Freedom of speech: Zechariah Chafee and free-speech history.
But although the tide of Chafee's influence has been uncommonly powerful, its wash over the years has not been steady. In turns it has flowed and ebbed, pushed on by the deeper, swirling currents of twentieth-century political thought in the United States.
Historians have typically cast Zechariah Chafee in the role of "Reluctant Libertarian," the monied conservative whose unbending adherence to principle impelled him to break ranks with his social class in order to defend the rights of groups he personally despised. Chafee himself had a hand in scripting this role and in large measure it was factual. He indeed was a blue-blooded New Englander who could trace his Rhode Island ancestry back to Roger Williams. From the day of his birth in 1885, he bathed in the business-class values of a Yankee industrialist. His most powerful lessons along these lines came after his graduation from Brown University in 1907, when he joined the offices of his father's iron foundry. Although he left a few years later to enter the Harvard Law School, his time in the family business left a deep impression. "My people have been business people for generations," Chafee would declare in later years when his free-speech writings stirred murmurs that he was soft on Bolshevism. "I believe in property and I believe in making money."(2)
While all of Chafee's sympathies lay, as he put it, with those who "save, who manage and produce," he nevertheless insisted that his side, the propertied and powerful, "fight fairly." He believed that the most effective way to de-fang radicals was to assure that American institutions actually dispensed the equal justice that they promised--and that they do so as conspicuously as possible. This was the highly constructive brand of antiradicalism that Zechariah Chafee brought to his defense of free speech.(3)
Contributing to Chafee's mystique as the "Reluctant Libertarian" is the appearance that, class interests aside, his intellectual interests lay elsewhere. Prior to America's entry into World War I, indeed, Chafee showed no concern for civil liberties. Joining Harvard's law faculty in 1916, he gravitated not toward the broad sweep of constitutional law but rather toward the detailed minutia of such areas as bills and notes, copyright, and evidence. His love for these and other technical fields would never wane. Long after he had won national acclaim in the area of civil liberties, Chafee continued to insist that as a legal thinker he cared more about bills and notes than the Bill of Rights, and that his principal professional accomplishment was the drafting of the Federal Interpleader Act of 1936, a matter having nothing to do with free speech. It was for his civil liberties work, however, that Chafee would be remembered.(4)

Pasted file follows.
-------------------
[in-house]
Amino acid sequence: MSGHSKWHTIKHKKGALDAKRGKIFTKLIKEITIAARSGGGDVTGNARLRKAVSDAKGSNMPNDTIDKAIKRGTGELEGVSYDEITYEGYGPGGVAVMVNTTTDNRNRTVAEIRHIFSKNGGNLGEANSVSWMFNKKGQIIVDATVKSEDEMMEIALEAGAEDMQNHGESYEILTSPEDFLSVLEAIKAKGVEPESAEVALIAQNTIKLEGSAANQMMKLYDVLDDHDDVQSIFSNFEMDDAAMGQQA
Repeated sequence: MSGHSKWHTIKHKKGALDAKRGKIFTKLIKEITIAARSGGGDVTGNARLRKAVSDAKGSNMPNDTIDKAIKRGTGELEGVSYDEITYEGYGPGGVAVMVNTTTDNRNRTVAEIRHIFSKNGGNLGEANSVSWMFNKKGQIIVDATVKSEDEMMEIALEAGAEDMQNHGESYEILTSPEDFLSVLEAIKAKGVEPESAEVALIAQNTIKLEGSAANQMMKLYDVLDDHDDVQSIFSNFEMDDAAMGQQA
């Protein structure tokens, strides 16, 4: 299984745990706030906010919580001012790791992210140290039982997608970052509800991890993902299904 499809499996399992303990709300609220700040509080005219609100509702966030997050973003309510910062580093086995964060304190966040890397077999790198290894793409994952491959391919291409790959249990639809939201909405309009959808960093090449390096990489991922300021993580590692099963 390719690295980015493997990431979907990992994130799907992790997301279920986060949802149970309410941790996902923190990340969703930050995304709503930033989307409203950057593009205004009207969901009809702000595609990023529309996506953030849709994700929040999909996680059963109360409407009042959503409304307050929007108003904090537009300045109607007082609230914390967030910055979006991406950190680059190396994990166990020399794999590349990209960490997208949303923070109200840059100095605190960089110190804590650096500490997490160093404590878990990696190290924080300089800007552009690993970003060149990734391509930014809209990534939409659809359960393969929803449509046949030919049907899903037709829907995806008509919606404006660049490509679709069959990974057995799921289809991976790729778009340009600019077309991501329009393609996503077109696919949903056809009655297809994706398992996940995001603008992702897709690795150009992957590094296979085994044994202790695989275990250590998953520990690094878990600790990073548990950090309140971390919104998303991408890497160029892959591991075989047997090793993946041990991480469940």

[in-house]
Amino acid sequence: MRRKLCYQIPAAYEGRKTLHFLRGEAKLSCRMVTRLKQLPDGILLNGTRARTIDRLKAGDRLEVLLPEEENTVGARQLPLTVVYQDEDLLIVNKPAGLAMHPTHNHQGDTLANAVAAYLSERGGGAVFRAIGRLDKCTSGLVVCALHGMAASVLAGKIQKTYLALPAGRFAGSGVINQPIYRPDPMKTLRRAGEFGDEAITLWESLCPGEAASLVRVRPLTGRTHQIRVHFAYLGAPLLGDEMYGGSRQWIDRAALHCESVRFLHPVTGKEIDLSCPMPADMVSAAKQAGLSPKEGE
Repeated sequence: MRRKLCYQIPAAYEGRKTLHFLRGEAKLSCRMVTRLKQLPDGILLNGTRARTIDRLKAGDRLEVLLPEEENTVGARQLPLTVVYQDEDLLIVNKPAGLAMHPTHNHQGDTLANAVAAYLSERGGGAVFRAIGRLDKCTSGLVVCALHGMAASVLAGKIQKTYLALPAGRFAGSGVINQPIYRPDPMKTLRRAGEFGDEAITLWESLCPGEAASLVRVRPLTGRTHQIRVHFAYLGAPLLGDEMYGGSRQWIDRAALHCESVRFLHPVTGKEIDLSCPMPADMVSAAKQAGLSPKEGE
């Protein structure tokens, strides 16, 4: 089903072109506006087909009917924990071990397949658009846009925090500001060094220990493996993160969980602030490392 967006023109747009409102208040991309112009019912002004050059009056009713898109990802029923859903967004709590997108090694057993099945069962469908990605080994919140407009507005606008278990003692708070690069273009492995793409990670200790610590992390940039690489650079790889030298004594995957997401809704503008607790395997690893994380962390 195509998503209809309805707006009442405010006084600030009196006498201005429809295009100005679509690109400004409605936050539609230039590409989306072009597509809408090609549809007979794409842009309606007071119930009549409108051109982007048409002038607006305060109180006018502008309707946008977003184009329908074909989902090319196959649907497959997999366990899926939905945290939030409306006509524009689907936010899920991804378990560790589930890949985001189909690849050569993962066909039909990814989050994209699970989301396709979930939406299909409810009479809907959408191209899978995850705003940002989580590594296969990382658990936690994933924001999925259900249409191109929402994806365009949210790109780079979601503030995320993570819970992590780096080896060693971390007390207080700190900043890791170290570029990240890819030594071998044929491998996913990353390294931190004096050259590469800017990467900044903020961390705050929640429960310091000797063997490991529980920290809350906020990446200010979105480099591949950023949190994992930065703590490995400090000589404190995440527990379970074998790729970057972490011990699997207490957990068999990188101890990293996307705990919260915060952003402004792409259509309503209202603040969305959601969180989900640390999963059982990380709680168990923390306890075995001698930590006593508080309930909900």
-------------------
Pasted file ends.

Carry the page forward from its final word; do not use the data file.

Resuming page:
Chafee's engagement with free-speech, like so much First Amendment history, began during World War I. It was then, admirers report, that Chafee "backed into" the free-speech fray "quite by accident."(5) While preparing notes for a course on equity, he came upon a nineteenth-century case involving the suppression of an anticipated libel. That old case sparked an interest in the scores of free-expression cases then moving through the federal courts.
During World War I, leftist and pacifist opponents of the American war effort, indicted under the Espionage Act, argued that their prosecutions violated First Amendment guarantees. Federal judges rejected these defenses and upheld the dissidents' convictions. Chafee had no personal regard for the muzzled activists. (Rare was the one, he suspected, with whom he could share a half-hour's conversation without losing his temper.)(6) But he was strongly opposed to the suppression of dissent and to the judicial decisions that allowed that suppression to continue. Good law, he felt, should be clear, rational, and predictable; it should also be marked by the unassailable appearance of justice. In Chafee's view, the emerging law of free speech, being both fuzzy and repressive, failed on both counts.
Chafee responded as a scholar must: he wrote. The resulting compilation, Freedom of Speech, was unabashedly didactic. One part scholarship, one part legal brief, his book of essays both examined the course of free-speech history and sought to alter it. He aimed it at the nation's trial lawyers. "One of the main purposes of the 1920 book," he recalled later, "was to supply material to lawyers engaged in cases involving free speech."(7) He hoped that lawyers, inspired and instructed by his book, would succeed in persuading judges to liberalize and rationalize First Amendment law.
Chafee's book made rhetorical use of history, stressing the theme of betrayal. Chafee contrasted revered forbearers, who pursued freedom tirelessly, with small-minded moderns, who squandered this hard-won freedom to satisfy capricious tempers. James Madison, Thomas Jefferson, and others had established a national tradition of open discussion; weaker twentieth-century descendants insulted their memory by choking off discussion. Americans should bear this history in mind, Chafee argued, when considering modern free-speech issues.
One of Chafee's main historical inquiries concerned the matter of "seditious libel," an Anglo-American common-law doctrine that enabled governing officials to prosecute bothersome critics for their words alone. In Chafee's telling, a primary aim of the Revolution was to banish the doctrine of seditious libel forever from American shores. The Bill of Rights, adopted in 1791, confirmed this banishment. "The First Amendment," Chafee assured his readers, "was written by men ... who intended to wipe out the common law of sedition, and make further prosecutions for criticism of the government, without any incitement to law-breaking, forever impossible in the United States of America."(8)